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To be silent.

What is the concept of silent contemplation?

To ponder? To think? To silently strive to understand? To question without words and to question without expecting an answer? Have you ever looked at a tree, or a fox, or a sunrise just to meditate? I recommend you try doing so. 


There is a Chinese character that represents ‘the activity of the eye’; seeing, essentially. In the same way the typical statue of Buddha also represents this concept. A man sitting, silently contemplating, simply seeing. The Eastern practices of meditation are a reflection of this concept in relation to the philosophy of life. Alan Watts explains that, “fundamentally, meditation is not so much an exercise as it is a certain way of using one’s mind or one’s consciousness” (The Silent Mind). While it is natural to strain our senses beyond sight to understand what we are processing, I encourage you to try this form of meditation that allows your senses to be silent. 


Find a space to release yourself from the strain of feeling, the strain of hearing. Focusing on a subject in nature that allows you to receive the information and to naturally and peacefully understand.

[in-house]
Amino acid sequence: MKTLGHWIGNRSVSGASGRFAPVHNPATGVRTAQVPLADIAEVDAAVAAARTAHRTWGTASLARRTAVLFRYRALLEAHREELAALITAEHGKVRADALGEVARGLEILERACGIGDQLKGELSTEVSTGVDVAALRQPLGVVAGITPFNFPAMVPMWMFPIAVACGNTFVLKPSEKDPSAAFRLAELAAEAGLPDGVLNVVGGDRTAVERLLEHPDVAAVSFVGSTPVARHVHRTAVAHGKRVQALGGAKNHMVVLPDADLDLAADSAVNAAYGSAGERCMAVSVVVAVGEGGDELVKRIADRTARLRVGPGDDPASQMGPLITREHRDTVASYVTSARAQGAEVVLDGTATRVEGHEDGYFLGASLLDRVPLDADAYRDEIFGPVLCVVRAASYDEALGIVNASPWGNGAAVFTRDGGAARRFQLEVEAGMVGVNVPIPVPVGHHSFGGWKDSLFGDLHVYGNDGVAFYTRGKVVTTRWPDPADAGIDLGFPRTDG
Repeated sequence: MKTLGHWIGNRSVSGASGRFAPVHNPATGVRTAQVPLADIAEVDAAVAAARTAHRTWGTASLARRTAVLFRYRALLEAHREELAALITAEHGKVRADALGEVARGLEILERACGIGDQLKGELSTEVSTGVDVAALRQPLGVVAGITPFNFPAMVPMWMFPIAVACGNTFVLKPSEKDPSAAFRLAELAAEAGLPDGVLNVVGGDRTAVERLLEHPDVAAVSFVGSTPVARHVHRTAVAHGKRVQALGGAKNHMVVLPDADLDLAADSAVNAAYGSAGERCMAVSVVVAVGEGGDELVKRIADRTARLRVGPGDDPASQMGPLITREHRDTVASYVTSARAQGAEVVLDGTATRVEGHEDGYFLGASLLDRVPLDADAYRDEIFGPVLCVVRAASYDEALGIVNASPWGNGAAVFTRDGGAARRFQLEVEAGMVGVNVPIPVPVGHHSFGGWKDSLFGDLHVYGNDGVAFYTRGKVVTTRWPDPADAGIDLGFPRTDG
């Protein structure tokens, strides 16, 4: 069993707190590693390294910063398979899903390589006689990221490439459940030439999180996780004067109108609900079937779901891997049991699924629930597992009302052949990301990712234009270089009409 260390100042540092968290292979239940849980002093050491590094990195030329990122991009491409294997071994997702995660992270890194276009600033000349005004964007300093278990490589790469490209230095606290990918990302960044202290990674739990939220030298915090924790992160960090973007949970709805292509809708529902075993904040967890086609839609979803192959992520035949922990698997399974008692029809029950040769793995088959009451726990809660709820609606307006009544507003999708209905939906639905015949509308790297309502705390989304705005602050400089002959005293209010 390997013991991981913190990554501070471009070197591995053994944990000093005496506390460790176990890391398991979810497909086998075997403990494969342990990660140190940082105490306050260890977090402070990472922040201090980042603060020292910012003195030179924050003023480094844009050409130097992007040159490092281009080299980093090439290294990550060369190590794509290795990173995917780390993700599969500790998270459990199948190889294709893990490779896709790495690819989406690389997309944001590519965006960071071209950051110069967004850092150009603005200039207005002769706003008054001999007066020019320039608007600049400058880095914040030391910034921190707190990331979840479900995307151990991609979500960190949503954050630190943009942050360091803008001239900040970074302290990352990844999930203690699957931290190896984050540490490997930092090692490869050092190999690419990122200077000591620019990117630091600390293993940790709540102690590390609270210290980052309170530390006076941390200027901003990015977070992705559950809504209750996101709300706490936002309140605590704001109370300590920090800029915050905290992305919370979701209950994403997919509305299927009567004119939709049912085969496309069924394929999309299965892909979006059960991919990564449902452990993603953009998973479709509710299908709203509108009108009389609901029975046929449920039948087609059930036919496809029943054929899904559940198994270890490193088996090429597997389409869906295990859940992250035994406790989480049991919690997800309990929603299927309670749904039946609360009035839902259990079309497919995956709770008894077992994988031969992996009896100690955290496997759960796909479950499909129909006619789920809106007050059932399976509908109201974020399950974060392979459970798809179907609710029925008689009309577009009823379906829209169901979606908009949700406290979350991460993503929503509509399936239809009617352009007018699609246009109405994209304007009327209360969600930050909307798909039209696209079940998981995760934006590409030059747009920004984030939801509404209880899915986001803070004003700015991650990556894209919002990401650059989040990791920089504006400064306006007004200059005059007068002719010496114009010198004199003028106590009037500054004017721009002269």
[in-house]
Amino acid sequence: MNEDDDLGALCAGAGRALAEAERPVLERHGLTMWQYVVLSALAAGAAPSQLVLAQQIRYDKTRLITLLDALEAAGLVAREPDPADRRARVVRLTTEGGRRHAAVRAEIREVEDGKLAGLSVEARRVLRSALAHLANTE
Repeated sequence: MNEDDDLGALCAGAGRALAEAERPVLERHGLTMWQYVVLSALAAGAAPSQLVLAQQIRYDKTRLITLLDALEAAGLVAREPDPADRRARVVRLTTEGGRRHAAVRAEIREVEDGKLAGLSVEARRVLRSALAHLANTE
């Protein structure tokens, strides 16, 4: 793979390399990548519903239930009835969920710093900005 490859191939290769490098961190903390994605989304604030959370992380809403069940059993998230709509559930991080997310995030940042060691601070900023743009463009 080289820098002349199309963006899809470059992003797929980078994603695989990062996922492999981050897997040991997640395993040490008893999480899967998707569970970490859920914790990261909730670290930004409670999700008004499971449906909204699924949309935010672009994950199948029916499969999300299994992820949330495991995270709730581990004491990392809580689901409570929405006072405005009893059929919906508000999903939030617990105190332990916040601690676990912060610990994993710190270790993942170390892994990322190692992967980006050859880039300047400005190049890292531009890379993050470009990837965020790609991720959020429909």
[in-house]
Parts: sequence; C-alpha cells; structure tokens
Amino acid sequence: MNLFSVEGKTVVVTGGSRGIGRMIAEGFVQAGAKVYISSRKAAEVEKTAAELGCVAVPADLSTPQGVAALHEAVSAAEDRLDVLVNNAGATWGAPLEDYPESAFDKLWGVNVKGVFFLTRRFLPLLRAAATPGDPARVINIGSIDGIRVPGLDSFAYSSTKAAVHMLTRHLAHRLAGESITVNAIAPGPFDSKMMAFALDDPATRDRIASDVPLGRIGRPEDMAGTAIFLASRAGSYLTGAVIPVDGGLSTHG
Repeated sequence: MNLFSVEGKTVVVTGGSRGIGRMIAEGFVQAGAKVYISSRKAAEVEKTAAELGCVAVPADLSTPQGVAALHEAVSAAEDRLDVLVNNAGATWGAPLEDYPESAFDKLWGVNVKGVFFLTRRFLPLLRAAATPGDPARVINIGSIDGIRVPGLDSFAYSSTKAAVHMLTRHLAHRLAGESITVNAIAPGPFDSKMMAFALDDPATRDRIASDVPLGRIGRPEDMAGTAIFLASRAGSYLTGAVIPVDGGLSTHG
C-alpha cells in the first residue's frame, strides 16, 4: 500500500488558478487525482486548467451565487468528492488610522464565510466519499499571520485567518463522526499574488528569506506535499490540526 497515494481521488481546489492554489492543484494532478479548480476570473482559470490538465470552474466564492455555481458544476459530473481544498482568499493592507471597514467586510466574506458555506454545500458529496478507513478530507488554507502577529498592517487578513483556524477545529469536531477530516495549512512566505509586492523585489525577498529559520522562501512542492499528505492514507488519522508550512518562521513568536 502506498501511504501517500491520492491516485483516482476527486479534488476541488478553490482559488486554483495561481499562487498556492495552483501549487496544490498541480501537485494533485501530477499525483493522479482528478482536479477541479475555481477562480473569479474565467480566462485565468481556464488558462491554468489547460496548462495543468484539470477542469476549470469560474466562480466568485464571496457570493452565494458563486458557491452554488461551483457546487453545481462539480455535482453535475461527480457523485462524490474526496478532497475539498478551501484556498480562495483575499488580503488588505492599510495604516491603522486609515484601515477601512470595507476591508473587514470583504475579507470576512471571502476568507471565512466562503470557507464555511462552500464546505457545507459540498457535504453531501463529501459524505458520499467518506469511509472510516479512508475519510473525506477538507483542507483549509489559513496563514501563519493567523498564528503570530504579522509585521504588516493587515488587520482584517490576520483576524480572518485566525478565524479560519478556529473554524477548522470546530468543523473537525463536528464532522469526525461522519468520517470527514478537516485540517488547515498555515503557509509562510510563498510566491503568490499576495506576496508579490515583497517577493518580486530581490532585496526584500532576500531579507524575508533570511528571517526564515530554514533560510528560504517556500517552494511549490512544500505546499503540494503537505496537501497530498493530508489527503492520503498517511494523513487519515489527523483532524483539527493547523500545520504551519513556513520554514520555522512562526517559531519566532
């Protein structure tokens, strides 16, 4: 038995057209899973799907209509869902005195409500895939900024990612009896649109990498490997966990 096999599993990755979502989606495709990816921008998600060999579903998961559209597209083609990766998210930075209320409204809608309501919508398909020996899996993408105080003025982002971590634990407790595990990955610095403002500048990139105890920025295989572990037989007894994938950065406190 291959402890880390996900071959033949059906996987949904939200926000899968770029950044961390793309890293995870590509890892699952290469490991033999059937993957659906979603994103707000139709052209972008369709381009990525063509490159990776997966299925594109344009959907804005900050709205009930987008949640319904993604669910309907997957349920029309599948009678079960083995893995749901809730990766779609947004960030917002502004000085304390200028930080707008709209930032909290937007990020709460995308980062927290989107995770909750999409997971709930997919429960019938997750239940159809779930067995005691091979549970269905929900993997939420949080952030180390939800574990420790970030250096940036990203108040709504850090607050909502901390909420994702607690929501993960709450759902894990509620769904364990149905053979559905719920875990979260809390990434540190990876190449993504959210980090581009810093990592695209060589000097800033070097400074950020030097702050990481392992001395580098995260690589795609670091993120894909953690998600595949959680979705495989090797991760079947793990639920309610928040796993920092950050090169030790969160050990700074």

My understanding of silent contemplation goes along with the following thought:


What is the purpose of the question?


So… What is the purpose of the question? When we contemplate something, striving to understand it, it is natural to ask a question in search of an answer. But is the reason we ask questions so we can struggle and rack our brains to answer it? To make sense of it? Why? Why should we- or rather, do we need to- find an answer to everything we question? 


Thought, in and of itself, can be linear as well as abstract while the sense of sight is not-so-simply the latter. With sight, we can see the whole picture in front of us if we simply receive the visual with no strain. To allow it to enter our eyes. Through this practice we can allow our mind to wander, to think without strain or pressure, to contemplate without searching for an answer. If we took the space and the peace to find ourselves silently contemplating a simple concept of nature, we might also find that with the question comes the greatest understanding where there is no answer at all. 


I ask again; What is the purpose of the question?


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